The government, which is considering which parts of the UK - except Northern Ireland, which has special status - to designate as assisted areas under new European Union guidelines will target smaller geographical units than at present.
And trade minister Michael Wills told MPs that no announcement on the new map will be made before mid-June. The European Commission originally asked for proposals by 31 March, but about half the member states, including the UK, had not yet done so because of the complexity in meeting the new crucial five indicators for European assistance based on a geographical unit and - in the case of Britain - of providing coverage that most effectively met its reduced population ceiling for Euro help.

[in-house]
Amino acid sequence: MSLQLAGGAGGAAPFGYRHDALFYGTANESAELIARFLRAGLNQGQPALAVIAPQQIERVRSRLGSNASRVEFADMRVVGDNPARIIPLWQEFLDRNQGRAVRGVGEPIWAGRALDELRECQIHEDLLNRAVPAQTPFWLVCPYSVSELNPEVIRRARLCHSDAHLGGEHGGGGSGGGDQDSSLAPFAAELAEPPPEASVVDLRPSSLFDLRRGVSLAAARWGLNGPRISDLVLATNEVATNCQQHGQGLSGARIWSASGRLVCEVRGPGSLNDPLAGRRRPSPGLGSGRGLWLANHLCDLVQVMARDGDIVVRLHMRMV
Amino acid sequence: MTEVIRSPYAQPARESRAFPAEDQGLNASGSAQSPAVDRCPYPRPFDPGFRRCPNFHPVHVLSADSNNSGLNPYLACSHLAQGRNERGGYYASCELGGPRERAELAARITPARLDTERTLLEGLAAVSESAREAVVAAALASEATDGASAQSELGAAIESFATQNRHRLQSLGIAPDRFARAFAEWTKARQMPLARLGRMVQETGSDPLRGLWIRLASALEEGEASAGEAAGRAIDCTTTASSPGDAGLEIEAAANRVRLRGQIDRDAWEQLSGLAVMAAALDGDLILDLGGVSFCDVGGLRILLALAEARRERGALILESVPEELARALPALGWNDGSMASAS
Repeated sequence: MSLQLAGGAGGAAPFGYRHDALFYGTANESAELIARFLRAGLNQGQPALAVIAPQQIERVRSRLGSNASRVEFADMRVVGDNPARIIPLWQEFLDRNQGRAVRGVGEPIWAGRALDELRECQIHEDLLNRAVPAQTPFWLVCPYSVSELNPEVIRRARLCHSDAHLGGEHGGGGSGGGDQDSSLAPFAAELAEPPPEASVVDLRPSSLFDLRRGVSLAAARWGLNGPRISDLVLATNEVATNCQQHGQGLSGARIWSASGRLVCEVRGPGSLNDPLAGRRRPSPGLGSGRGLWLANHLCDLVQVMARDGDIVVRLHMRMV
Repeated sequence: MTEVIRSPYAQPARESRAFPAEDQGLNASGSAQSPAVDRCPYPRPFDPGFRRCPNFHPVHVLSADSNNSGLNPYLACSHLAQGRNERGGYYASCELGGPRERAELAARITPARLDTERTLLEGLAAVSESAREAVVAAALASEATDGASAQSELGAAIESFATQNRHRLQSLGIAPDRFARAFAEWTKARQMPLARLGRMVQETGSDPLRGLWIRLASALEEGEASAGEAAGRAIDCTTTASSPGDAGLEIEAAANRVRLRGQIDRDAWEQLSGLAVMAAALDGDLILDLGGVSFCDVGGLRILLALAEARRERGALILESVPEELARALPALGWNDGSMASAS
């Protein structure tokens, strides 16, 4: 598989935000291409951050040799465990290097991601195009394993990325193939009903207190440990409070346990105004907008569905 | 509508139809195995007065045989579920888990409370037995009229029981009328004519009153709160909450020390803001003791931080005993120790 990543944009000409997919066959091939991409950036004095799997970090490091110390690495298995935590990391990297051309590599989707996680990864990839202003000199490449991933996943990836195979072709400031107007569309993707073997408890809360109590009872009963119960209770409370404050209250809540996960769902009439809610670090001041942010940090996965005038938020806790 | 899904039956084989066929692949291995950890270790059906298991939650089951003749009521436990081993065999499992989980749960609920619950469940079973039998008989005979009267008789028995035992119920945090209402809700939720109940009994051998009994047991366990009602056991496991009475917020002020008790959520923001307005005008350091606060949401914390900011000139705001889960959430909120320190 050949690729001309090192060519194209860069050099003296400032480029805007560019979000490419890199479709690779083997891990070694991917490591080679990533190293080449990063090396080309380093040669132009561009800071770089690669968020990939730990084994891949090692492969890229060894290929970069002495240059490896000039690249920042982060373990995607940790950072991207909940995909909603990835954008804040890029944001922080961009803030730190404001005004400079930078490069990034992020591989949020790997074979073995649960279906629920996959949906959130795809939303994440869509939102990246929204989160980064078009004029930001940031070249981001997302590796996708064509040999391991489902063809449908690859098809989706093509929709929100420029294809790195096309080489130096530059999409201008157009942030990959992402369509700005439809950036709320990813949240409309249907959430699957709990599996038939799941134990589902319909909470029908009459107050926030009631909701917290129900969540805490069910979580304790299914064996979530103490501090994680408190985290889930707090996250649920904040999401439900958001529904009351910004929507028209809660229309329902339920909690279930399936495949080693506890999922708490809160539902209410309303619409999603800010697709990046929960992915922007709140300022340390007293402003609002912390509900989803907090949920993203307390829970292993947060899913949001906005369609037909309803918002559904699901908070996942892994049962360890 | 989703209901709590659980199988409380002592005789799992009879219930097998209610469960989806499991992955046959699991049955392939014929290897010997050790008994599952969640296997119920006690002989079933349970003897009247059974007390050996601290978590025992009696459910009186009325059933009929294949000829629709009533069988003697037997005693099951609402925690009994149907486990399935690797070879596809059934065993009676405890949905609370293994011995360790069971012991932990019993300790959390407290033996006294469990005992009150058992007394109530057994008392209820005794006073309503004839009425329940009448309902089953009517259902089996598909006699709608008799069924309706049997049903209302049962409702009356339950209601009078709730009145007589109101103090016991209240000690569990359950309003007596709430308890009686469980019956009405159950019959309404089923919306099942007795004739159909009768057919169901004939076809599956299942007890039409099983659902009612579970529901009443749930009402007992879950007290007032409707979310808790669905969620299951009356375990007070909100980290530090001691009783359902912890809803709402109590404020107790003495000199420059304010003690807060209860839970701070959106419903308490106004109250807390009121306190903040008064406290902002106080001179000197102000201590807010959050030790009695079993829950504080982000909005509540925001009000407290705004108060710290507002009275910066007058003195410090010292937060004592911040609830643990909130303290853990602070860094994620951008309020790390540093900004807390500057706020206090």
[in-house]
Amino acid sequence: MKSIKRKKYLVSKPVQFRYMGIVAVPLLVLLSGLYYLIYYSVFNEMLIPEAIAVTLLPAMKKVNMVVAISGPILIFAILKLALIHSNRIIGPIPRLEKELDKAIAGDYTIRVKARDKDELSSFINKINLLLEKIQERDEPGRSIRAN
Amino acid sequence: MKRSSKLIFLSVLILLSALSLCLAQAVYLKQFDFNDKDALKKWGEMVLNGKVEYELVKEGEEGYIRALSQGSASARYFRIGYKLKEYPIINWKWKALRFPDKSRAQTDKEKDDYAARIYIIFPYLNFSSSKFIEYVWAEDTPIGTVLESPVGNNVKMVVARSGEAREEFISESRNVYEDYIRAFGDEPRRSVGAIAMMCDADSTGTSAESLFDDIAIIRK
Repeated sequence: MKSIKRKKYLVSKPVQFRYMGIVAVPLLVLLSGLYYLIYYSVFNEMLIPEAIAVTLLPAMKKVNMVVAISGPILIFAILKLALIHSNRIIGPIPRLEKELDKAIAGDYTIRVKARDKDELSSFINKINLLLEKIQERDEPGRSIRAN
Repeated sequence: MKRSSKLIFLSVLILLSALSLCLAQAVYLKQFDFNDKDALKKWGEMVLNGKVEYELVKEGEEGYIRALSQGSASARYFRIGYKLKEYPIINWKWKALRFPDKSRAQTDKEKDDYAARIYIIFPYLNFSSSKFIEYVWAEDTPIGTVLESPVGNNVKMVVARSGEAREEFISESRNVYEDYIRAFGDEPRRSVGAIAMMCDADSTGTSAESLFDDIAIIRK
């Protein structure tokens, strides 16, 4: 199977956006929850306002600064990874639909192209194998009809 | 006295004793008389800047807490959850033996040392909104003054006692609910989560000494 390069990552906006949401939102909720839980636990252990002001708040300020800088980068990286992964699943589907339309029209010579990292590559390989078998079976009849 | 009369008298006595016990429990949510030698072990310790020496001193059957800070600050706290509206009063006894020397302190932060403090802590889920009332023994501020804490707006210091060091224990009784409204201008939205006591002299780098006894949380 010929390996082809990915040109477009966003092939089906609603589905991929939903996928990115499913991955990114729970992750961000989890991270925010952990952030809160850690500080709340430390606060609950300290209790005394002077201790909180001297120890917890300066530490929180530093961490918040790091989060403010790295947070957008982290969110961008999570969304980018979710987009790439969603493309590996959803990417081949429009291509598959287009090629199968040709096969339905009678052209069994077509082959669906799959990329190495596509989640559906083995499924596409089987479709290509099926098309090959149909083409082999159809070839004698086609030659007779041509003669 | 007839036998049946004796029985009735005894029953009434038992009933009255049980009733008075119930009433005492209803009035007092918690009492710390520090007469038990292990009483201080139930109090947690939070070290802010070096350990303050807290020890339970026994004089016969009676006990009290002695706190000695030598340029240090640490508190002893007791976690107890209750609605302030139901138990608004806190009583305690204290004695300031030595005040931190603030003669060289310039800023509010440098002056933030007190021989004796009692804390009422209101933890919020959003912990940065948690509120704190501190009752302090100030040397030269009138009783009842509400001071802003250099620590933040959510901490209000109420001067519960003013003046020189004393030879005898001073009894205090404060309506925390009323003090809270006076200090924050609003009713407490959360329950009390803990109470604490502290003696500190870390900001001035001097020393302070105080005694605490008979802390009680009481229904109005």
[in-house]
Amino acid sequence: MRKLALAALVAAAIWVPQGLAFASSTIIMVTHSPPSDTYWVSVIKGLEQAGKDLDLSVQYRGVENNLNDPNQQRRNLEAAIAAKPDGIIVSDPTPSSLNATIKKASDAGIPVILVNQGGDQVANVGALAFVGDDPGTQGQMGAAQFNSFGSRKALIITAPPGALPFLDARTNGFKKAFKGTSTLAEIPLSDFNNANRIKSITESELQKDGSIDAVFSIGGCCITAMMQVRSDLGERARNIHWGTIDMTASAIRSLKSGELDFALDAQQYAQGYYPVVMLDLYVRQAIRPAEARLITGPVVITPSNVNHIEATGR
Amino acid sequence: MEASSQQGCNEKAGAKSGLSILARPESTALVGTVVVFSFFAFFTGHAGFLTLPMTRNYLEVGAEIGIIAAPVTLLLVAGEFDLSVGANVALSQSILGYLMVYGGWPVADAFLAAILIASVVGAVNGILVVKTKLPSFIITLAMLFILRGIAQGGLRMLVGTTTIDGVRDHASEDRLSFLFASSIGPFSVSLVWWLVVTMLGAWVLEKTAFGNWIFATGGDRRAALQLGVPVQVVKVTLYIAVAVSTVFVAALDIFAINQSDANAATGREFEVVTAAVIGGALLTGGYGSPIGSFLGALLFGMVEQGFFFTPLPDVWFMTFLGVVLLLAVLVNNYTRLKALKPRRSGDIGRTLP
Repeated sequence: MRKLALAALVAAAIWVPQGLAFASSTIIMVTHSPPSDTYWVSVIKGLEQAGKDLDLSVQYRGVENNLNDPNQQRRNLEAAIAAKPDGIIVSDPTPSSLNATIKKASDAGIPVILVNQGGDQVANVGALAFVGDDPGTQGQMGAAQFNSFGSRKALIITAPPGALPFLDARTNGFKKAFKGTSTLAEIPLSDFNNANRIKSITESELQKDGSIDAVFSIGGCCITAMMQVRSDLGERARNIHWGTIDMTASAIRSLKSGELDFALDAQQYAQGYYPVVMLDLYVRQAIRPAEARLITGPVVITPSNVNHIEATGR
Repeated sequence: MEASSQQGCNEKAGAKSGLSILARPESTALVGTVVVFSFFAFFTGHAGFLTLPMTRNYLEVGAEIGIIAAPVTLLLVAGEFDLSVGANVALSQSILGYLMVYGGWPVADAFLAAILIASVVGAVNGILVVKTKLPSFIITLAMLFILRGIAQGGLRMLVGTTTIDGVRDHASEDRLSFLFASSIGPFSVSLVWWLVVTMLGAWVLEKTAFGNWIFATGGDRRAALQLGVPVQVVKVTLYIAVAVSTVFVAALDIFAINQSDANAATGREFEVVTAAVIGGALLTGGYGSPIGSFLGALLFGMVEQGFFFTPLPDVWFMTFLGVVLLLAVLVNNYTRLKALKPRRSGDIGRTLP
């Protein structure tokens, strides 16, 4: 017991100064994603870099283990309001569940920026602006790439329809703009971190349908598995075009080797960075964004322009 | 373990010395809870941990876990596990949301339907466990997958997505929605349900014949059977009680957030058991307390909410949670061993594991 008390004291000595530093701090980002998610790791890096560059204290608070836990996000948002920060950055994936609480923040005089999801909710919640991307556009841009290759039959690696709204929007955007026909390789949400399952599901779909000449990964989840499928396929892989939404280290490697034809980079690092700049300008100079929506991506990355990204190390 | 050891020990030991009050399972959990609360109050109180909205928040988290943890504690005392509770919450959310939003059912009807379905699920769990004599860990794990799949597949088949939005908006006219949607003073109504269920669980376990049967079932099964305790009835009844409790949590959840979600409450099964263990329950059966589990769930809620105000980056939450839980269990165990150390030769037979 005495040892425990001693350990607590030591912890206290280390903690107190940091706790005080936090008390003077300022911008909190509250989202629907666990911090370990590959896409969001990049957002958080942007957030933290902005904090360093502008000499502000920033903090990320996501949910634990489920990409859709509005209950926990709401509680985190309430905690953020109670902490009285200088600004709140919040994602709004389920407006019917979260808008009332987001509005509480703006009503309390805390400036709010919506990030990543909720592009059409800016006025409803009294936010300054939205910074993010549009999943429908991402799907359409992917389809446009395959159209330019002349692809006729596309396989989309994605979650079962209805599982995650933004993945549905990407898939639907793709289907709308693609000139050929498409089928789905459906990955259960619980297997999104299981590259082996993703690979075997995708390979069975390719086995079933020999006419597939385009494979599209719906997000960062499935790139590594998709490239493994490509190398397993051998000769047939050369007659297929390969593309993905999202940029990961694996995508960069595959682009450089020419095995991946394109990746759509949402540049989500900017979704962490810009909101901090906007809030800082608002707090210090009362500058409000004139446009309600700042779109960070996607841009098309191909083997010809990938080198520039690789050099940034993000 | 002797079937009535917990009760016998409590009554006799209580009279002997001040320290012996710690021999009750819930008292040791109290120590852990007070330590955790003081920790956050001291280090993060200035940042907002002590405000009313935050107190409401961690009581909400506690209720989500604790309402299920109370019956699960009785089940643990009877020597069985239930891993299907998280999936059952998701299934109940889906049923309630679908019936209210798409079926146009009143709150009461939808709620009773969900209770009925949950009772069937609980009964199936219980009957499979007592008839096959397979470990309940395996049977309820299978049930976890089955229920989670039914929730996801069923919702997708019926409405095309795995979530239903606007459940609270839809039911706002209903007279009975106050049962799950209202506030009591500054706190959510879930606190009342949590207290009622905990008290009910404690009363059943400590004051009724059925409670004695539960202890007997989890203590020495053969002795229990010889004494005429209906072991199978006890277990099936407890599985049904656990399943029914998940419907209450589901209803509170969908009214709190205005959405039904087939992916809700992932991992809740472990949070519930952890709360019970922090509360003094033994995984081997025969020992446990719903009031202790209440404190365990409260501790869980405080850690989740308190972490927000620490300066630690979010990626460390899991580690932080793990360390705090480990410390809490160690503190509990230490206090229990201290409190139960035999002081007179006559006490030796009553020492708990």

Replying to last night's adjournment debate initiated by Malcolm Moss, Conservative MP for North-east Cambridgeshire, the minister said: 'We expect measures of labour market weakness - high unemployment or low employment rates - to be an important factor. Using a smaller, rather than a larger geographical unit for the map will offer the most scope for targeting areas effectively within our overall population ceiling.
Mr Moss, who said his district councils in the Wisbech area were among the most successful in the eastern region in using its assisted area status, which it will enjoy until January 2000. But it was a pocket of deprivation within an area of Cambridgeshire - 'a prsoperous county, within a seemingly prosperous East Anglia'. The area, however, had a problem of structural decline and the Henley Centre's industrial index ranked the Fenlands 433 out of 459 local authority areas and predicted it will be one of the worst areas for employment in Britain.